Friday, 12 October 2007
The European Treaty
A major story which will continue to dominate British politics in coming weeks is the proposed Reform Treaty. After the so-called 'Constitution' was rejected in referenda held in France and the Netherlands, a new treaty was proposed that would amend the existing treaties - and provide the institutional reform needed for an enlarged Union.
The debate in the UK has centered upon how far this proposed treaty corresponds to the failed “Treaty establishing a Constitution for Europe” (the Constitutional Treaty). This week the House of Commons European Scrutiny Committee brought out a report which concludes
"As far as the substance of the Reform Treaty and its comparison with the Constitutional Treaty are concerned, we accept that references to the “constitutional concept” or “constitutional characteristics” in trying to distance the present proposals from the creation of a Constitution are less than helpful. What matters is whether the new Treaty produces an effect which is substantially equivalent to the Constitutional Treaty. We consider that, for those countries which have not requested derogations or opt outs from the full range of agreements in the Treaty, it does, and refer readers to the table in the Annex to this report."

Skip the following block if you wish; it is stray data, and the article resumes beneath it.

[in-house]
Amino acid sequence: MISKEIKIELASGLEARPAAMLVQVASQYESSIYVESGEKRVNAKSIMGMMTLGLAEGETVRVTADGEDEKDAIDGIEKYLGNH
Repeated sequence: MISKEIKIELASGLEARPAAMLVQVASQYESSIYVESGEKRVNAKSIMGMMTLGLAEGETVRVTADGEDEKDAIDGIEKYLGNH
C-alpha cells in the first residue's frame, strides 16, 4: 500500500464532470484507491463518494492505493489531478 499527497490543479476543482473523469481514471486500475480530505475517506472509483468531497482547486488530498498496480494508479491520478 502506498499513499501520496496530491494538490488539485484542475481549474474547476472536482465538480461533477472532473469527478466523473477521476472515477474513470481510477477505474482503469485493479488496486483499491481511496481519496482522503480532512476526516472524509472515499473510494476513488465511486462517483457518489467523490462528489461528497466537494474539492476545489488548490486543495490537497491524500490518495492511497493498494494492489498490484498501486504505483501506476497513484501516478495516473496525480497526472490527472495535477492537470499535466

The report can be found at http://www.publications.parliament.uk/pa/cm200607/cmselect/cmeuleg/1014/1014.pdf
As you would imagine this has stimulated a lively debate. The eurosceptic press have stressed the 'substantially equivalent' point, and ignoring the qualification "for those countries which have not requested derogations or opt outs from the full range of agreements in the Treaty" - of course the UK has sought and gained such derogations and opt-outs.
The Government's position can be found at http://www.fco.gov.uk/servlet/Front?pagename=OpenMarket/Xcelerate/ShowPage&c=Page&cid=1139992024177
The current draft text of the treaty can be viewed at http://www.consilium.europa.eu/uedocs/cmsUpload/cg00001re01en.pdf